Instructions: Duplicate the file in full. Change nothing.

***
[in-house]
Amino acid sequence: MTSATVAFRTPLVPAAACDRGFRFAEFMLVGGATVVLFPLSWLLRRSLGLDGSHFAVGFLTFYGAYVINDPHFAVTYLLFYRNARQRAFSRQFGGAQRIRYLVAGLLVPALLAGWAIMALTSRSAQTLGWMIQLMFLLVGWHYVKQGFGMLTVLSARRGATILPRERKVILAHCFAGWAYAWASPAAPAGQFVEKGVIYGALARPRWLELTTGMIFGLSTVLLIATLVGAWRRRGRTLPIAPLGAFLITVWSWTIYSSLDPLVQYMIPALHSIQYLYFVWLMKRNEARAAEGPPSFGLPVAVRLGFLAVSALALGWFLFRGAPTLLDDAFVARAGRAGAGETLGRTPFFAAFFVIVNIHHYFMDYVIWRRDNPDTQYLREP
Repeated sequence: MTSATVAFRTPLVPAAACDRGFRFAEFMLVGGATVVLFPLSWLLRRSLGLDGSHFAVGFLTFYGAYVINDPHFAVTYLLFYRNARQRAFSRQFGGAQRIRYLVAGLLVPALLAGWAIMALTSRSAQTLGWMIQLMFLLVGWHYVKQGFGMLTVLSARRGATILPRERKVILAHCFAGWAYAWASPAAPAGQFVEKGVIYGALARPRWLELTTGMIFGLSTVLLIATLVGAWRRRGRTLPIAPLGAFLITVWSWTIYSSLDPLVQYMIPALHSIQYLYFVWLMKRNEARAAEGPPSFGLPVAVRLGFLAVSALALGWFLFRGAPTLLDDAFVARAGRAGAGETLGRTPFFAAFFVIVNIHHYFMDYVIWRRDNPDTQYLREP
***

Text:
[in-house]
Amino acid sequence: MTSATVAFRTPLVPAAACDRGFRFAEFMLVGGATVVLFPLSWLLRRSLGLDGSHFAVGFLTFYGAYVINDPHFAVTYLLFYRNARQRAFSRQFGGAQRIRYLVAGLLVPALLAGWAIMALTSRSAQTLGWMIQLMFLLVGWHYVKQGFGMLTVLSARRGATILPRERKVILAHCFAGWAYAWASPAAPAGQFVEKGVIYGALARPRWLELTTGMIFGLSTVLLIATLVGAWRRRGRTLPIAPLGAFLITVWSWTIYSSLDPLVQYMIPALHSIQYLYFVWLMKRNEARAAEGPPSFGLPVAVRLGFLAVSALALGWFLFRGAPTLLDDAFVARAGRAGAGETLGRTPFFAAFFVIVNIHHYFMDYVIWRRDNPDTQYLREP
Repeated sequence: MTSATVAFRTPLVPAAACDRGFRFAEFMLVGGATVVLFPLSWLLRRSLGLDGSHFAVGFLTFYGAYVINDPHFAVTYLLFYRNARQRAFSRQFGGAQRIRYLVAGLLVPALLAGWAIMALTSRSAQTLGWMIQLMFLLVGWHYVKQGFGMLTVLSARRGATILPRERKVILAHCFAGWAYAWASPAAPAGQFVEKGVIYGALARPRWLELTTGMIFGLSTVLLIATLVGAWRRRGRTLPIAPLGAFLITVWSWTIYSSLDPLVQYMIPALHSIQYLYFVWLMKRNEARAAEGPPSFGLPVAVRLGFLAVSALALGWFLFRGAPTLLDDAFVARAGRAGAGETLGRTPFFAAFFVIVNIHHYFMDYVIWRRDNPDTQYLREP